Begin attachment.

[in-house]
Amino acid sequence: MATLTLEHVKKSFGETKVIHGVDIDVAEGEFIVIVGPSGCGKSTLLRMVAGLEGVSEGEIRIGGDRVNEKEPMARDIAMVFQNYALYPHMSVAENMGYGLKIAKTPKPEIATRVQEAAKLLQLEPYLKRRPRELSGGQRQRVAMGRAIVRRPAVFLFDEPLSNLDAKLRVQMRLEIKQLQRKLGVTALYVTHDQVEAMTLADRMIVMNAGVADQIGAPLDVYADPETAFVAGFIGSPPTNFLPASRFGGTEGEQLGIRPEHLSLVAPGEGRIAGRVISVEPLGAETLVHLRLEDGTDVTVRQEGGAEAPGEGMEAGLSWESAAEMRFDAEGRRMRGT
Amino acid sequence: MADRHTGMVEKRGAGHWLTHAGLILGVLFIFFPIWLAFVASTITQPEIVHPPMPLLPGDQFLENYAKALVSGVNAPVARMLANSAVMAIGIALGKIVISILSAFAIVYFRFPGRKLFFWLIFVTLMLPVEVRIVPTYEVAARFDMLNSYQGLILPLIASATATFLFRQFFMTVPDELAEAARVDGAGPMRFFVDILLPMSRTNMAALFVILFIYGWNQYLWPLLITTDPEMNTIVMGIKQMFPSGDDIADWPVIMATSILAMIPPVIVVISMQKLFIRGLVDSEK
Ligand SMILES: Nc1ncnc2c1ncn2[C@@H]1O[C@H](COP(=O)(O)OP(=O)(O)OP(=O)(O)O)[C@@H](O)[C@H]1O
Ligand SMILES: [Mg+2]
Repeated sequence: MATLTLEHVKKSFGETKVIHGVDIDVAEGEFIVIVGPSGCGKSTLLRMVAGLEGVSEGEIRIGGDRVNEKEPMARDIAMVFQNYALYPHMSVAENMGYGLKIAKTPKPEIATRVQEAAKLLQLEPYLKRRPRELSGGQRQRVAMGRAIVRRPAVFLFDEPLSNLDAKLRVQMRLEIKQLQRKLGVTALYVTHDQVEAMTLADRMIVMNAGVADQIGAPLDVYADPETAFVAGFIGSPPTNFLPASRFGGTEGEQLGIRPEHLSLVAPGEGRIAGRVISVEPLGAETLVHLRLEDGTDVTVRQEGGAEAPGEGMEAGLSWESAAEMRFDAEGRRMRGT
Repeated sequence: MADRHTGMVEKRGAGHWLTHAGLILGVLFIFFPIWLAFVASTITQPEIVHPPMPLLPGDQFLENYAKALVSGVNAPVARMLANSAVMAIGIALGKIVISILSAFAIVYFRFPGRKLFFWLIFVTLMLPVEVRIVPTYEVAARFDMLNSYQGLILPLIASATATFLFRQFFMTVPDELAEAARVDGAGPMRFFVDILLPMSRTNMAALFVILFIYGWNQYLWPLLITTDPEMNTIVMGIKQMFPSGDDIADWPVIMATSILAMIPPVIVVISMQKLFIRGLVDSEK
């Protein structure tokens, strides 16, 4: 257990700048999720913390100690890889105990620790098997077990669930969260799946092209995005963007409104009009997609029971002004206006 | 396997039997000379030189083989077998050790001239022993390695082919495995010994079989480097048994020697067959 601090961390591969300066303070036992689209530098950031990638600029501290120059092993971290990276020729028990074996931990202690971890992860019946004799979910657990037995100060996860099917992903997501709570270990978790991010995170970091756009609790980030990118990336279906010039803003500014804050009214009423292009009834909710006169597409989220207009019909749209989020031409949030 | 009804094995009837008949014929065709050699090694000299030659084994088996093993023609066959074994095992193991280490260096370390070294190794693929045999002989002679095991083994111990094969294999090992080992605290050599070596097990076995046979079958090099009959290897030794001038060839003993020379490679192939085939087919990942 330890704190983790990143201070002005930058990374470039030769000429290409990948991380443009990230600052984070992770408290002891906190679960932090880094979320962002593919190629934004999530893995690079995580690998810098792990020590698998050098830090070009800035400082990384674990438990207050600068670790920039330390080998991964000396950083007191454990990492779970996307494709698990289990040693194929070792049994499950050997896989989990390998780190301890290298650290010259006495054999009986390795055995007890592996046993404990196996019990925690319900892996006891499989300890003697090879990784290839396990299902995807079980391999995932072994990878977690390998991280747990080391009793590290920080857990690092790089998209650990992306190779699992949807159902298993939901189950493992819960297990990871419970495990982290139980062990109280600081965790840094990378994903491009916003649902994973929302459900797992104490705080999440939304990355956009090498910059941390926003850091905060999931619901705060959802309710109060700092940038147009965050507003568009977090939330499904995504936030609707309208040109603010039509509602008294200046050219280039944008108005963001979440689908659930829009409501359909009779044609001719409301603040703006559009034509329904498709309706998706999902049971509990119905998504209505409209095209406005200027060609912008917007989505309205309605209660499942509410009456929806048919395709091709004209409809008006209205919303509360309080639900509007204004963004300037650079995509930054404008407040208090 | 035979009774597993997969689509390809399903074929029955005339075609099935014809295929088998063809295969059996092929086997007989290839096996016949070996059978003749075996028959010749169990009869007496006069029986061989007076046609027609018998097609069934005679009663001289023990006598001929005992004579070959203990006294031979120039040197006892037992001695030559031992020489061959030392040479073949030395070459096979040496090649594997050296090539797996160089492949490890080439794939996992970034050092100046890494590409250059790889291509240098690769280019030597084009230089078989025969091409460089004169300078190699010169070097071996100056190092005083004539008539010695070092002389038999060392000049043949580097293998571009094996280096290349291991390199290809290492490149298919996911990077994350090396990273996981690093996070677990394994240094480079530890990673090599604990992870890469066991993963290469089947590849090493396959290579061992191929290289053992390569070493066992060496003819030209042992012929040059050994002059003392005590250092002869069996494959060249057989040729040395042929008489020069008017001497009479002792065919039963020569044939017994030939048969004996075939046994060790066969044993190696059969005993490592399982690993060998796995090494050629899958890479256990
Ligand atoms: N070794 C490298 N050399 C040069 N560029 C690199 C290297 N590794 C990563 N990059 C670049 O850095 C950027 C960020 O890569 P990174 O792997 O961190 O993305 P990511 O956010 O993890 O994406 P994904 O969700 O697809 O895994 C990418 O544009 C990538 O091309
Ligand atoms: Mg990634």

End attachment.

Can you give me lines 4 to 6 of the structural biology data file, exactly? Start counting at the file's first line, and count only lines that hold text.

Ligand SMILES: Nc1ncnc2c1ncn2[C@@H]1O[C@H](COP(=O)(O)OP(=O)(O)OP(=O)(O)O)[C@@H](O)[C@H]1O
Ligand SMILES: [Mg+2]
Repeated sequence: MATLTLEHVKKSFGETKVIHGVDIDVAEGEFIVIVGPSGCGKSTLLRMVAGLEGVSEGEIRIGGDRVNEKEPMARDIAMVFQNYALYPHMSVAENMGYGLKIAKTPKPEIATRVQEAAKLLQLEPYLKRRPRELSGGQRQRVAMGRAIVRRPAVFLFDEPLSNLDAKLRVQMRLEIKQLQRKLGVTALYVTHDQVEAMTLADRMIVMNAGVADQIGAPLDVYADPETAFVAGFIGSPPTNFLPASRFGGTEGEQLGIRPEHLSLVAPGEGRIAGRVISVEPLGAETLVHLRLEDGTDVTVRQEGGAEAPGEGMEAGLSWESAAEMRFDAEGRRMRGT